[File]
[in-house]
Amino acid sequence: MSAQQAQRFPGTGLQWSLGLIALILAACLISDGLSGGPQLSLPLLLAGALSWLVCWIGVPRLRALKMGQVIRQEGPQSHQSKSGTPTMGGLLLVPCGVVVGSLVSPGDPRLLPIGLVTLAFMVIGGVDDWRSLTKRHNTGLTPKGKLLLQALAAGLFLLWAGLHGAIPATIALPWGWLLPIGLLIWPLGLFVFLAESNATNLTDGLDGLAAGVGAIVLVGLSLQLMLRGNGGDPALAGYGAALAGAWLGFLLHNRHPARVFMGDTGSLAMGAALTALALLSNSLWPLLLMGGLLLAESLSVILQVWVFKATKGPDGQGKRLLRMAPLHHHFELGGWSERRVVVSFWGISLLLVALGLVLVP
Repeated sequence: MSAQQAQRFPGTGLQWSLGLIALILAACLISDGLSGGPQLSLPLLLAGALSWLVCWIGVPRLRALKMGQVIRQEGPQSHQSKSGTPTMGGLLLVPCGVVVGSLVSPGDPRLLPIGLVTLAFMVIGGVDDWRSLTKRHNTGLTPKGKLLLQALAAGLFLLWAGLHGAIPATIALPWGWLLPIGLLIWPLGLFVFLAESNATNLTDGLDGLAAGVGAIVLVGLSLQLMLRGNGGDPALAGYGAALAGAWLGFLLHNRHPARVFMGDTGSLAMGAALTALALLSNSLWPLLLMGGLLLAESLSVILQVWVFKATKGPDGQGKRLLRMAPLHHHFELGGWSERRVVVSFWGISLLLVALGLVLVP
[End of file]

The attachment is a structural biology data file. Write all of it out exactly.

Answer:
[in-house]
Amino acid sequence: MSAQQAQRFPGTGLQWSLGLIALILAACLISDGLSGGPQLSLPLLLAGALSWLVCWIGVPRLRALKMGQVIRQEGPQSHQSKSGTPTMGGLLLVPCGVVVGSLVSPGDPRLLPIGLVTLAFMVIGGVDDWRSLTKRHNTGLTPKGKLLLQALAAGLFLLWAGLHGAIPATIALPWGWLLPIGLLIWPLGLFVFLAESNATNLTDGLDGLAAGVGAIVLVGLSLQLMLRGNGGDPALAGYGAALAGAWLGFLLHNRHPARVFMGDTGSLAMGAALTALALLSNSLWPLLLMGGLLLAESLSVILQVWVFKATKGPDGQGKRLLRMAPLHHHFELGGWSERRVVVSFWGISLLLVALGLVLVP
Repeated sequence: MSAQQAQRFPGTGLQWSLGLIALILAACLISDGLSGGPQLSLPLLLAGALSWLVCWIGVPRLRALKMGQVIRQEGPQSHQSKSGTPTMGGLLLVPCGVVVGSLVSPGDPRLLPIGLVTLAFMVIGGVDDWRSLTKRHNTGLTPKGKLLLQALAAGLFLLWAGLHGAIPATIALPWGWLLPIGLLIWPLGLFVFLAESNATNLTDGLDGLAAGVGAIVLVGLSLQLMLRGNGGDPALAGYGAALAGAWLGFLLHNRHPARVFMGDTGSLAMGAALTALALLSNSLWPLLLMGGLLLAESLSVILQVWVFKATKGPDGQGKRLLRMAPLHHHFELGGWSERRVVVSFWGISLLLVALGLVLVP